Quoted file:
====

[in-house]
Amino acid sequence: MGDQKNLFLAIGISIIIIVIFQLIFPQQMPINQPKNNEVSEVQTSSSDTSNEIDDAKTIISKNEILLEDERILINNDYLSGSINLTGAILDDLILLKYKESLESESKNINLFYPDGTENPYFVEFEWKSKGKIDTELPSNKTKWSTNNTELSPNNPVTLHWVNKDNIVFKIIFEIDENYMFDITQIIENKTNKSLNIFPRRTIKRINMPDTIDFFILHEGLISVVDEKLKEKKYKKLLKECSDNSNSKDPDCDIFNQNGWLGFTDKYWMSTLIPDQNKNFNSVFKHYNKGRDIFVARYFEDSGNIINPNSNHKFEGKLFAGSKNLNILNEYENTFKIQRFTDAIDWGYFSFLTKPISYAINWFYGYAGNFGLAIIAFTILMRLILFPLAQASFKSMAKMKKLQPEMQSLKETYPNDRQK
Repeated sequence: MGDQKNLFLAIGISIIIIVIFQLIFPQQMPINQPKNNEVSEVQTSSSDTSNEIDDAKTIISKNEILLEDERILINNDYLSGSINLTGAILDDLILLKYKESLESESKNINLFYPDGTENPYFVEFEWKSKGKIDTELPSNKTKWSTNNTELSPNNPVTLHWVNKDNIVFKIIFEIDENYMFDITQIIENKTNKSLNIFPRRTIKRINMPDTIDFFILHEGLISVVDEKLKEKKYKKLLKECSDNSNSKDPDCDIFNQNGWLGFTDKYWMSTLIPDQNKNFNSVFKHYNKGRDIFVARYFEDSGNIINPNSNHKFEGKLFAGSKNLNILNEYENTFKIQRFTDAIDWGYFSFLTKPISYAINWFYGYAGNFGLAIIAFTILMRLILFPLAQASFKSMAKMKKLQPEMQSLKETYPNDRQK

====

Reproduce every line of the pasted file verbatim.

[in-house]
Amino acid sequence: MGDQKNLFLAIGISIIIIVIFQLIFPQQMPINQPKNNEVSEVQTSSSDTSNEIDDAKTIISKNEILLEDERILINNDYLSGSINLTGAILDDLILLKYKESLESESKNINLFYPDGTENPYFVEFEWKSKGKIDTELPSNKTKWSTNNTELSPNNPVTLHWVNKDNIVFKIIFEIDENYMFDITQIIENKTNKSLNIFPRRTIKRINMPDTIDFFILHEGLISVVDEKLKEKKYKKLLKECSDNSNSKDPDCDIFNQNGWLGFTDKYWMSTLIPDQNKNFNSVFKHYNKGRDIFVARYFEDSGNIINPNSNHKFEGKLFAGSKNLNILNEYENTFKIQRFTDAIDWGYFSFLTKPISYAINWFYGYAGNFGLAIIAFTILMRLILFPLAQASFKSMAKMKKLQPEMQSLKETYPNDRQK
Repeated sequence: MGDQKNLFLAIGISIIIIVIFQLIFPQQMPINQPKNNEVSEVQTSSSDTSNEIDDAKTIISKNEILLEDERILINNDYLSGSINLTGAILDDLILLKYKESLESESKNINLFYPDGTENPYFVEFEWKSKGKIDTELPSNKTKWSTNNTELSPNNPVTLHWVNKDNIVFKIIFEIDENYMFDITQIIENKTNKSLNIFPRRTIKRINMPDTIDFFILHEGLISVVDEKLKEKKYKKLLKECSDNSNSKDPDCDIFNQNGWLGFTDKYWMSTLIPDQNKNFNSVFKHYNKGRDIFVARYFEDSGNIINPNSNHKFEGKLFAGSKNLNILNEYENTFKIQRFTDAIDWGYFSFLTKPISYAINWFYGYAGNFGLAIIAFTILMRLILFPLAQASFKSMAKMKKLQPEMQSLKETYPNDRQK